Milky Way Galaxy – Deep Sky Wide Field

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In this deep sky wide field view of our own galaxy, the Milky Way arm is showed as it as seen and captured from the northern hemisphere of Earth. A first look along the panorama, shows us the hazy band of white light originated from un-resolved stars and other material that lie within the Galactic plane, contrasting with the Dark regions within the band, corresponding to areas where light from distant stars is blocked by interstellar dust. See below the annotated version.

In detail – from left to right – We see part of Aquila constellation with the main visible star Altair and below it, the “E” Dark nebula (B142 e B143). Beside the small Delphinus constellation, we can find the great Cygnus, home for a lot of emission nebulae, like de Sadr region or IC1318. Above Deneb star, we find the Pelican Nebula (also known as IC 5070 and IC 5067) is an H II region associated with the North America Nebula (NGC7000) an emission nebula with a remarkable shape that resembles the North America continent. Above right, the Cocoon nebula (IC 5146) is a reflection/emission nebula and Caldwell object, yet in the constellation of Cygnus.

In the center picture, right of Cygnus lies the Cepheus constellation and the IC1396 nebula, also called the “Elephant’s Trunk Nebula”, is one of the largest emission nebulae in the Northern Sky with a diameter of 3 degrees. It is a giant cloud of gas and dust at a distance of 2400 light years from Earth. Next Cepheus is the Cassiopeia constellation and below right, stands The Heart Nebula, IC 1805 an emission nebula of about 7500 light years away from Earth. At his side, lies the “Soul Nebula”. In line with Cassiopeia at the top of the picture, stands de great Andromeda Galaxy M31, a spiral galaxy approximately 2.5 million light-years from Earth. Few degrees to right we can find the open cluster NGC752 about 1,300 light-years away from us. The cluster was discovered by Caroline Herschel in 1783, and cataloged by her brother William Herschel in 1786.

Between Cassiopeia and Perseus constellation, shines the Double Cluster, common name for the naked-eye open clusters NGC 869 and NGC 884, both lie at a distance of 7500 light years. Also in the Perseus constellation, we can find another great emission nebula, The “California Nebula” (NGC 1499). It lies at a distance of about 1,000 light years from our planet.


Finally, at the right edge of this Milky Way panorama, we can find the Auriga constellation, with it´s brightest star Capella. This constellation also sustains another deep sky object called: The “Flaming Star Nebula” (IC 405), an emission/reflection nebula that lies about 1,500 light-years away. Above Auriga, stands the Taurus constellation, with the shining star Aldebaran, and at his left, the great open star cluster Pleiades M45 (also known as Seven Sisters), containing middle-aged hot B-type stars. It is among the nearest star clusters to Earth and is the cluster most obvious to the naked eye, in the night sky. The cluster is dominated by hot blue and extremely luminous stars that have formed within the last 100 million years. Dust that forms a faint reflection nebulosity around the brightest stars, was thought at first, to be left over from the formation of the cluster, but is now known to be an unrelated dust cloud in the interstellar medium, through which the stars are currently passing. The Pleiades are a prominent sight in winter in both the Northern Hemisphere and Southern Hemisphere, and have been known since antiquity to cultures all around the world, including the Māori, Aboriginal Australians, the Persians, the Chinese, the Japanese, the Maya, the Aztec, and the Sioux and Cherokee.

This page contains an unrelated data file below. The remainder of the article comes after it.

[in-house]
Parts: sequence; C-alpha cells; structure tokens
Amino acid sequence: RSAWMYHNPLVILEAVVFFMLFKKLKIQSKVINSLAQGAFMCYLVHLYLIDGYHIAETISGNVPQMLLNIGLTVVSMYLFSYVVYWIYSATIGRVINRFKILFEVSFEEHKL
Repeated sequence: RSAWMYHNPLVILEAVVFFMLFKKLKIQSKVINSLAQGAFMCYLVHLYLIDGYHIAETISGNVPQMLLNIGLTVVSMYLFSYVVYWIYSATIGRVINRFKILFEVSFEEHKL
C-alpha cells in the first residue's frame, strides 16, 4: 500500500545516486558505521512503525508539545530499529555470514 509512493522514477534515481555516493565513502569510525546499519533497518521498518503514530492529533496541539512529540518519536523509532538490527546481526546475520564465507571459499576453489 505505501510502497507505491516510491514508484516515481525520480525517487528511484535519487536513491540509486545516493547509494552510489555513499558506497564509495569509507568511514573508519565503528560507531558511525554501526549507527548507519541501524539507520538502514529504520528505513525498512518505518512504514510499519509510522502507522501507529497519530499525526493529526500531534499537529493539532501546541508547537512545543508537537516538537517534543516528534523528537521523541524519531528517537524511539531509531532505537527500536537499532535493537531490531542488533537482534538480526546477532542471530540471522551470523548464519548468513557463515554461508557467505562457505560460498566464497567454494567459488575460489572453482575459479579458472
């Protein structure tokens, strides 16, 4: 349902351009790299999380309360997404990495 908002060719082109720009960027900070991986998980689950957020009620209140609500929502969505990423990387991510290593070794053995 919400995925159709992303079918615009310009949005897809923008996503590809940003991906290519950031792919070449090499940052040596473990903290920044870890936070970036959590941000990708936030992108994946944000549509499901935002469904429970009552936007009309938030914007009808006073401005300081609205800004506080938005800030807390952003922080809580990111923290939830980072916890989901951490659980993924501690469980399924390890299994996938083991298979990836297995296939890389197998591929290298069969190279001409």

The picture was taken in Los Andenes, near Roque de Los Muchahos, in La Palma, Canary Island, where stands a huge complex with the some of the largest telescopes in the world. The excellent quality of the sky for astronomy in the Canaries is determined and protected by Law making it one of the best night skies in the world.

Canon 60Da – ISO 1250; Exp. 60 sec.  35mm lens at f/2. Mosaic of 18 images traking with Vixen Polarie travel mount.


Below you will find a resume with all publications – printed and online – related to this particular photograph.

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